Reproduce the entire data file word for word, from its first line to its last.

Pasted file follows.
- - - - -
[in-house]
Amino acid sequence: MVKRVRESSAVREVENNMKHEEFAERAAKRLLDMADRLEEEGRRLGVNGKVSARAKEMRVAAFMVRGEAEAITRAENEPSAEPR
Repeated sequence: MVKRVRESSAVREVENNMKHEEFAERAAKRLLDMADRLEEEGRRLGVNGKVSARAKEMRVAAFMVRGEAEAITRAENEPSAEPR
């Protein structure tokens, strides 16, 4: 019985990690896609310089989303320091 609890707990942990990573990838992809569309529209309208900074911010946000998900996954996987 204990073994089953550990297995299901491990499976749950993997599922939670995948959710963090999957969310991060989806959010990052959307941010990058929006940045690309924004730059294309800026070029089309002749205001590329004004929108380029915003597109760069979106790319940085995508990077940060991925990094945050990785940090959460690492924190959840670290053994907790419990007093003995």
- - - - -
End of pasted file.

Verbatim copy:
[in-house]
Amino acid sequence: MVKRVRESSAVREVENNMKHEEFAERAAKRLLDMADRLEEEGRRLGVNGKVSARAKEMRVAAFMVRGEAEAITRAENEPSAEPR
Repeated sequence: MVKRVRESSAVREVENNMKHEEFAERAAKRLLDMADRLEEEGRRLGVNGKVSARAKEMRVAAFMVRGEAEAITRAENEPSAEPR
């Protein structure tokens, strides 16, 4: 019985990690896609310089989303320091 609890707990942990990573990838992809569309529209309208900074911010946000998900996954996987 204990073994089953550990297995299901491990499976749950993997599922939670995948959710963090999957969310991060989806959010990052959307941010990058929006940045690309924004730059294309800026070029089309002749205001590329004004929108380029915003597109760069979106790319940085995508990077940060991925990094945050990785940090959460690492924190959840670290053994907790419990007093003995």